As discussed during the interview, could you detail the kind of challenges or business hindrances faced by organizations pursuing digital transformation in the banking sector?
Broadly speaking, the biggest hindrance to digital transformation is the organization itself. More specifically, there are two elements. Firstly, internal constraints that prevent transformation efforts to get off the ground. Past successes often create complacency and inflexible culture, hindering experimentation and innovation. Organizational communication and rigid decision-making also play a part in fortifying execution of the same formulas for success to maintain the status quo.
Secondly, once transformation efforts are off the ground, counterproductive approaches or strategies are often employed in an effort to establish the change imperative and to instil a sense of urgency. How many times have we all heard - ‘disrupt or be disrupted’ or ‘people need banking, but not banks’. The messaging is uninspiring and playing too much on fear of inaction. Over-hyping digital transformation as the only path to the Promised Land can have unintended consequences. Mantras like ‘fail fast, learn faster’ in execution becomes ‘fail fast, fail often’. The push to instill experimental mindset instead leads to trial and error, instead of well-conceptualized, disciplined experimentation. The organization is doomed to fall short of expectations.
Based on your experience, could you give us an example of how technological tools can catalyze objective-driven business processes, rather than serving as the focal point of engagement?
Problem loan management model is being transformed to increase capacity to handle greater volume coming from SME loans, to support early detection, and to triage higher risk loans for immediate processing. The goal is to lower NPLs and of course, recover. With clear objectives in mind, processes and policies are being redesigned, and technology will be employed in different parts of the value chain - Analytics / AI for early detection and loan triage; workflow automation for loan processing and decision-making.
Digital transformation is a race without a finish line
On the retail front, new branch experience is being reimagined to provide more retail-like customer experience, more personalized and surprising, effortless “one and done” with no forms or paper, and simple and efficient servicing. The scope of this transformation required redesigning the physical branch, creating new roles and communicating the purpose of the future branch, retraining staff on new CX concept, and of course leveraging new technology (i.e., biometric e-Signature for a paperless teller, account onboarding app with face recognition, next-gen bankers app on a tablet to facilitate digital migration and to up-sell products using data analytics to identify next best action for staff.)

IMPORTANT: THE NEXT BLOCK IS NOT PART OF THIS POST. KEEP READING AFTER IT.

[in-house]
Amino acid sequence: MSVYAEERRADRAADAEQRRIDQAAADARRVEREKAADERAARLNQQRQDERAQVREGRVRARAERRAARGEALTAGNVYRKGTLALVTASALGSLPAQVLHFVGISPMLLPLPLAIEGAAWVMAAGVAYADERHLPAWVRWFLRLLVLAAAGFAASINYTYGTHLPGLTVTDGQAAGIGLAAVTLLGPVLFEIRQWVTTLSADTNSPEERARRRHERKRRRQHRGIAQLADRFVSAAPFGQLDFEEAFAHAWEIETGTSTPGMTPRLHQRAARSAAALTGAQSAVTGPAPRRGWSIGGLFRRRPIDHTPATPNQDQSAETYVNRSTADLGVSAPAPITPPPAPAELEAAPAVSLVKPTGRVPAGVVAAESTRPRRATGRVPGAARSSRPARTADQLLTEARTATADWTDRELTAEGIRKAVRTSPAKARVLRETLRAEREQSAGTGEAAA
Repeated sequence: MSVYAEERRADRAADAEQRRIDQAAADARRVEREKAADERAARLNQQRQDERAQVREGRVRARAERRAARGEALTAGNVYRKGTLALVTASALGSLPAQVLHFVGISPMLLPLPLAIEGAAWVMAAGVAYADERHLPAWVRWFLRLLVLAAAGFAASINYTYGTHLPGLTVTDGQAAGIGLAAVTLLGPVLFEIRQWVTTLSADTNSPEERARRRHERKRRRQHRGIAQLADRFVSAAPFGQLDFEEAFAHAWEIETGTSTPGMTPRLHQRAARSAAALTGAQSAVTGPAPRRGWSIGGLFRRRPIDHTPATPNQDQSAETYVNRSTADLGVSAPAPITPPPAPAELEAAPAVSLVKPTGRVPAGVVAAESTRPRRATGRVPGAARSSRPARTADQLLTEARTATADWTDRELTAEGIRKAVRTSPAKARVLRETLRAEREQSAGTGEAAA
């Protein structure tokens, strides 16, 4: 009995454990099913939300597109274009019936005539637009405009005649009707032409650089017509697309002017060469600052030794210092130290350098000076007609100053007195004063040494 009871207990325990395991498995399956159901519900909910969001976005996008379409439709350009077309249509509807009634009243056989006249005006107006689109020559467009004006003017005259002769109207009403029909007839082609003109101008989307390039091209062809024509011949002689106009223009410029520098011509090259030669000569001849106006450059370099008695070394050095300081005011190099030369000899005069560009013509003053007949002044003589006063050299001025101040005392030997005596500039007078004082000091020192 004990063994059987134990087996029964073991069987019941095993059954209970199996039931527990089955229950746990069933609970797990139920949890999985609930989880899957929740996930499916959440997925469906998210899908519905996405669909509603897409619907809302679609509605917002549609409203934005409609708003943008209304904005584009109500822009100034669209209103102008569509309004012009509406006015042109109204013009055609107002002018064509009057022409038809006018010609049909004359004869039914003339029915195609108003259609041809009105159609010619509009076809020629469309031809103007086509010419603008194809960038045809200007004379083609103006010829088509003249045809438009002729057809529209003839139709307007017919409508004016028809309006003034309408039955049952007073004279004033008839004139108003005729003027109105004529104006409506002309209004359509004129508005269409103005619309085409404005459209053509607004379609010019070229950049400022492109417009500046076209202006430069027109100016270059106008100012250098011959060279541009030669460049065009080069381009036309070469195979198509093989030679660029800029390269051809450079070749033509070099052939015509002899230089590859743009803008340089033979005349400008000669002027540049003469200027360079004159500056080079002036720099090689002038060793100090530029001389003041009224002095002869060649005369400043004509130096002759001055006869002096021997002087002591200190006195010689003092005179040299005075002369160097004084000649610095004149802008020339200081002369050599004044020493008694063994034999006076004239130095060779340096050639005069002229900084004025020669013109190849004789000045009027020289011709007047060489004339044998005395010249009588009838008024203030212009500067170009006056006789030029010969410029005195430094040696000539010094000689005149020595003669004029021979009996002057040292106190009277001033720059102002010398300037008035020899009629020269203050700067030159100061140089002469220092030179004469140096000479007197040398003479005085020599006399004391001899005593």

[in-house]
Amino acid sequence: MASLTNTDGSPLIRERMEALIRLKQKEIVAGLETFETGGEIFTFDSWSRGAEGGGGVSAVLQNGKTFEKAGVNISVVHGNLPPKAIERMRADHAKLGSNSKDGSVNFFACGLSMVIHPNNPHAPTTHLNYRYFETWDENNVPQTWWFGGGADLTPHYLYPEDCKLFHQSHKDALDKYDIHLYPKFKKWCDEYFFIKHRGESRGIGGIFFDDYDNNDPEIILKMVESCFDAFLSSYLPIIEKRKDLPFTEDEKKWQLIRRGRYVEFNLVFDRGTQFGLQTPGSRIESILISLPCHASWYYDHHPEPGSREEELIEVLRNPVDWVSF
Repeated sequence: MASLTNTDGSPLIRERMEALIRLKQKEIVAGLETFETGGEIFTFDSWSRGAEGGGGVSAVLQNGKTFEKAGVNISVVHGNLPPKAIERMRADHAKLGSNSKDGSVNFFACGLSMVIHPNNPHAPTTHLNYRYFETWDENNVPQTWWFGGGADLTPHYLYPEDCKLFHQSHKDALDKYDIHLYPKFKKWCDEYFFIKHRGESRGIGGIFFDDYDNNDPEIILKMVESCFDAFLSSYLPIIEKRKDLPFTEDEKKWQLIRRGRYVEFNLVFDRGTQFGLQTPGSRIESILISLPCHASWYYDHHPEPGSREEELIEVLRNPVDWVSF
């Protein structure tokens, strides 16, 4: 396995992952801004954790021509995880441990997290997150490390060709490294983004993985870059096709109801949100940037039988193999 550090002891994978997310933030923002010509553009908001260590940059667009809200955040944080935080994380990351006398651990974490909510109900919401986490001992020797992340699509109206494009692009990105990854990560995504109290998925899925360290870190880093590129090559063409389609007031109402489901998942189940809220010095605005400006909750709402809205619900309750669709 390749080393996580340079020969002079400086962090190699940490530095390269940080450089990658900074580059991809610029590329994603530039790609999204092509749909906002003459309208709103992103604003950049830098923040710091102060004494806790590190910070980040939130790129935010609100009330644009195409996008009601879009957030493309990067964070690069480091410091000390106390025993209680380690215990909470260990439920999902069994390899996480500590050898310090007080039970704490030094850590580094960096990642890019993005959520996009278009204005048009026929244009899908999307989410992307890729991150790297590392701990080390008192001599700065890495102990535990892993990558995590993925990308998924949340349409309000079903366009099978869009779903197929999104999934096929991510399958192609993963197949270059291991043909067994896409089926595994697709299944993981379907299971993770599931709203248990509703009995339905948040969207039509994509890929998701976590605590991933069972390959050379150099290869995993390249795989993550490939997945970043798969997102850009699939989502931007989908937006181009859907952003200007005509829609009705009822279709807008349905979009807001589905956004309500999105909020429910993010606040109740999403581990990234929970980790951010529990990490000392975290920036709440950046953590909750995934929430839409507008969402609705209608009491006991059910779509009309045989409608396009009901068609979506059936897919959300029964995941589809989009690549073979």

What would be a single piece of advice that you could share with your industry peers on efficiently orchestrating digital transformations?
Digital transformation is a race without a finish line. Although more attention is given to technology, the forgotten ingredient over the long haul is often people. Digital transformation, actually transformation of any types, will not succeed without broad people involvement.
Digital transformation requires cross-company involvement and organizational change. Individuals and teams need to be onboard and motivated to move in the same direction. Getting started begins from the top. Leaders must recognize the need for empathy in communication and empathy in execution.
Empathy in communication is really about ‘how’ leaders communicate, as opposed to ‘what’ is communicated. Leaders must put themselves in the audience’s shoes, must gauge sentiment at every stage of transformation. Leaders must build credibility and trust with honest, open communication. The focus needs to be on the people, not just financial goals and timelines.
Empathy in execution is my interpretation of leadership awareness and understanding of the team’s obstacles and struggles. Awareness necessitates being, on occasions, in the battle trenches with people who are driving the transformation efforts. Guidance from leaders needs to be grounded in reality and practical in execution. Borrowing from a key principle of Toyota Production System, “GenchiGenbutsu” or “go and see”, getting a reading on the situation should come from own observation, not from reading reports or spreadsheets from the ivory tower.